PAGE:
Sep 2008ALAC Webinar 7 Iterative resolver Client Root Name Server What is the IP address of ww.example.com? Ask one of these COM name servers What is the IP address of ww.example.com?.example.com does not exist synthesize DNS response return Answers Section with IP address = a.b.c.d What is the IP address of ww.example.com ww.example.com is at IP = a.b.c.d COM Name Server What is the IP address of ww.example.com? Ask example.com's name service provider ww.example.com's IP = a.b.c.d example.com's Entrusted Agent example.com zone file Synthesized DNS Response (Simplified)
Sep 2008ALAC Webinar 8 Form 2: "On the fly" response modification A third party NS operator –Examines DNS responses messages it attempts to resolve for a client –When it encounters a non-existent domain response the resolver Silently alters the response code from non-existent to name found Inserts an IP address mapping the third party chooses
Sep 2008ALAC Webinar 9 Iterative resolver Client Root Name Server What is the IP address of ww.example.com? Ask one of these COM name servers What is the IP address of ww.example.com? What is the IP address of ww.example.com ww.example.com is at IP = w.x.y.z COM Name Server What is the IP address of ww.example.com? Ask example.com's name service provider example.com's Entrusted Agent example.com zone file NXDomain Response Modification(Simplified) response says NXDomain: synthesize DNS response return Answers Section with IP address = w.x.y.z ww.example.com is non-existent domain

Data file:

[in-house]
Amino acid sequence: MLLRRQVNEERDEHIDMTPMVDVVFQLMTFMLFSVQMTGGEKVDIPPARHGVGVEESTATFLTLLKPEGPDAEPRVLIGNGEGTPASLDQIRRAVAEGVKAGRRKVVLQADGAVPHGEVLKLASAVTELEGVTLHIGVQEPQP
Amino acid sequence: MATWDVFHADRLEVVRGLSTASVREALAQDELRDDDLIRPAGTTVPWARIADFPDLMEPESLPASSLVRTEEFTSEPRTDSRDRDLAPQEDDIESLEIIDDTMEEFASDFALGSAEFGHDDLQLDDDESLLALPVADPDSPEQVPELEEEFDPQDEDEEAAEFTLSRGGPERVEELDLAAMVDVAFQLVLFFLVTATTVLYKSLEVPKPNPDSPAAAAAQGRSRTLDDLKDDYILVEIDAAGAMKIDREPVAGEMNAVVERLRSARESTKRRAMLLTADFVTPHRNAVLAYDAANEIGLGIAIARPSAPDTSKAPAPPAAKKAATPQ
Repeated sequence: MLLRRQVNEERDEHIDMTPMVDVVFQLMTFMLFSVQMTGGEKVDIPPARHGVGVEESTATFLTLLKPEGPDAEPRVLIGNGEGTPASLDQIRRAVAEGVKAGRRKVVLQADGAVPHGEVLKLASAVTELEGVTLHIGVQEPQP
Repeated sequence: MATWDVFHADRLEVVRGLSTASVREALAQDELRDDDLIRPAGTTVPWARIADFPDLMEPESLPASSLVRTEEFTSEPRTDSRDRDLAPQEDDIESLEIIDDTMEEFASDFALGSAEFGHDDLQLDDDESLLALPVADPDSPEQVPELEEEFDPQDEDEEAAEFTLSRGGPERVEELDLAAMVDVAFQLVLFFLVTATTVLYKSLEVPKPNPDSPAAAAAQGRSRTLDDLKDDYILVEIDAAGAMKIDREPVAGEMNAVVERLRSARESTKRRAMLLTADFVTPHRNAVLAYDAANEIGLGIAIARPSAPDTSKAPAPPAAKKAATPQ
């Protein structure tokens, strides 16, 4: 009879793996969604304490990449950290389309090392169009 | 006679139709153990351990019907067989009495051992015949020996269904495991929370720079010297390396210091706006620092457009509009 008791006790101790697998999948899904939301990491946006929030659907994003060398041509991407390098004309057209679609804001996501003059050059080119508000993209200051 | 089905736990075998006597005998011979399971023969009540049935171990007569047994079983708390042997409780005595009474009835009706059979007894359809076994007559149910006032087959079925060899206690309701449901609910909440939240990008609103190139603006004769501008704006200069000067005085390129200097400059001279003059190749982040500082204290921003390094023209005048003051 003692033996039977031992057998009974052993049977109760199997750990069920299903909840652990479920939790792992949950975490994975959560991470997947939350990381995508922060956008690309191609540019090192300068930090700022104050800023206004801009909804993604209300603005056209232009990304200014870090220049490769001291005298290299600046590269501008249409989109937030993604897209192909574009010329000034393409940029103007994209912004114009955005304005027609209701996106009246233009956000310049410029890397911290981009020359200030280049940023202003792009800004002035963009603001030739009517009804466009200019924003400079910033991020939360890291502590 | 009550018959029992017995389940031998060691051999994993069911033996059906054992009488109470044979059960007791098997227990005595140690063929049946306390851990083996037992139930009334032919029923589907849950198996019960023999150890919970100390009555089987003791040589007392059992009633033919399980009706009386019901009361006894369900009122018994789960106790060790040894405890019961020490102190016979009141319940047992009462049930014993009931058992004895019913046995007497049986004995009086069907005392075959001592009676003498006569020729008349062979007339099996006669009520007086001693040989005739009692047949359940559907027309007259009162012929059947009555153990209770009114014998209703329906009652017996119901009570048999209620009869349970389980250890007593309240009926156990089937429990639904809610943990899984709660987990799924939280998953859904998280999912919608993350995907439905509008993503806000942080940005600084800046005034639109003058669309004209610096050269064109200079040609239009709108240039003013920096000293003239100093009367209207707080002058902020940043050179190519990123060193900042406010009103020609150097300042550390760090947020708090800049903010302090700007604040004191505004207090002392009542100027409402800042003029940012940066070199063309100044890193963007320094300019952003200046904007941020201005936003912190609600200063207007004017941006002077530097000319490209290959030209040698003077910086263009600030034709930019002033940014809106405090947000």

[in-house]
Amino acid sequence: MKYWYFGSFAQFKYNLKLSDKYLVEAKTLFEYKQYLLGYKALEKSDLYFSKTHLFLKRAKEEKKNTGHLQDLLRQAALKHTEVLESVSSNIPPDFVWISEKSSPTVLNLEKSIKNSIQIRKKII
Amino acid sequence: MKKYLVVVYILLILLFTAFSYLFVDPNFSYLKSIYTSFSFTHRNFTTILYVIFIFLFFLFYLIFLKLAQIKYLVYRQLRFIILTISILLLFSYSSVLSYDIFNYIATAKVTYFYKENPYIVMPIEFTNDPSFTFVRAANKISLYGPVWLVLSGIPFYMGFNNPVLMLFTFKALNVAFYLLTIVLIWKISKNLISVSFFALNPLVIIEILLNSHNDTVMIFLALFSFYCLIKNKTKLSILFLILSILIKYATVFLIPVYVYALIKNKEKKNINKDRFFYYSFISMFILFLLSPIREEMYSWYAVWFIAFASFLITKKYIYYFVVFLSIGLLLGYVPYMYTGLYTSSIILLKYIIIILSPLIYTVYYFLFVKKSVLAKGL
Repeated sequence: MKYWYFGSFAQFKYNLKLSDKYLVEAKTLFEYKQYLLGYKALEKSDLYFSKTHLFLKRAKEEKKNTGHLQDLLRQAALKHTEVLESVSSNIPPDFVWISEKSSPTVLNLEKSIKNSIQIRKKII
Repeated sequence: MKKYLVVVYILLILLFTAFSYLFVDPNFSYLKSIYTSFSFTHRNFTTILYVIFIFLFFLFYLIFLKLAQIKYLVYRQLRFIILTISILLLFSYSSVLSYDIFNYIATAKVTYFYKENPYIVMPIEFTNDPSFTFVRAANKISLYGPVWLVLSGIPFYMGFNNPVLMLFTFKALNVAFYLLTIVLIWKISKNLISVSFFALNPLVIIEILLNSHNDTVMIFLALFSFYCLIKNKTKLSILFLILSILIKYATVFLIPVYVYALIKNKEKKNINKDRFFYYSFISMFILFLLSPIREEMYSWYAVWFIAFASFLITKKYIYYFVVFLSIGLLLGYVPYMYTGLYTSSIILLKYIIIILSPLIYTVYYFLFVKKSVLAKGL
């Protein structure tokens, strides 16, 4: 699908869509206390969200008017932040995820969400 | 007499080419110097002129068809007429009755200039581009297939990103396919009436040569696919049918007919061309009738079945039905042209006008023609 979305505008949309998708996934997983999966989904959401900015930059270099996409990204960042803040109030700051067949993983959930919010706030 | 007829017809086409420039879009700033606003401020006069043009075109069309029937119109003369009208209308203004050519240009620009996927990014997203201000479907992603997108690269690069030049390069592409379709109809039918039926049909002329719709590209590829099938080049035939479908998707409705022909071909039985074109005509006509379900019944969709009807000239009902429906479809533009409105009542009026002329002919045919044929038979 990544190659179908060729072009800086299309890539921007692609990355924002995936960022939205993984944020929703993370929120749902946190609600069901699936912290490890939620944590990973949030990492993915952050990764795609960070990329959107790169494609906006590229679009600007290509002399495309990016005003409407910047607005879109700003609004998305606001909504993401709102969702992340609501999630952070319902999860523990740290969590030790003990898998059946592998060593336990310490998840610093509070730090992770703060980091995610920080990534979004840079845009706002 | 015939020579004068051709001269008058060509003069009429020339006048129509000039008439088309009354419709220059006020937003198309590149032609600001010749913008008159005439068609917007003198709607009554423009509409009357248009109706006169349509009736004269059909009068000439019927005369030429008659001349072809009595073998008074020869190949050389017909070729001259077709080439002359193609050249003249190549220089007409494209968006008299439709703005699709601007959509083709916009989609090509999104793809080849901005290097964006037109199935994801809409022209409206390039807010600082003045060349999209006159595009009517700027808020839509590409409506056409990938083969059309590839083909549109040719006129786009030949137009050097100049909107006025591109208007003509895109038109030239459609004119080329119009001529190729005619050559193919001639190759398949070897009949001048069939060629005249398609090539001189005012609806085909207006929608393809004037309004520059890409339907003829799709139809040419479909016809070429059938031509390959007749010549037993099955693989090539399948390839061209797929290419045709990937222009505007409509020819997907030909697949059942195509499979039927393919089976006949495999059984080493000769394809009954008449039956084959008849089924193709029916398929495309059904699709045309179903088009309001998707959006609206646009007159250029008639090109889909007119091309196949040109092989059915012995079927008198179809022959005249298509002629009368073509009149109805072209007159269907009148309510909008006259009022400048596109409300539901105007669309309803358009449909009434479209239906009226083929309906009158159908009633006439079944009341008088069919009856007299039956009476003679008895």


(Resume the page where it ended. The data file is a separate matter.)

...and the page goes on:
Sep 2008ALAC Webinar 10 Who has the means, motive and opportunity? WhoHowWhy Sponsoring registrarEntrusted agent (EA)Promote business Promote services Advertise Affiliate advertising "Enhance the user experience" Public DNS provider Third party NS operator ISP Third party NS operator or EA Web (proxy) operators Third party NS operator "for fee" DNS provider Third party NS operator or EA Domain registrantEAEnforce a policy Remedial Education Attackers"own" a DNS serverFun, fame, fortune…
Sep 2008ALAC Webinar 11 How are users affected? A modified DNS response –Signals a different state of the zone to the user than the registrant intended The non-existence of a name is not conveyed to the user The user concludes the host is operated by the registrant –Can result in inconsistent responses The response a user receives depends on the resolver it asks –Can cause address mapping conflicts when multiple NS operators alter responses An authority may add a host that has been redirected Resolvers caching a modified response for this name will return a different address from the one now in the authority zone file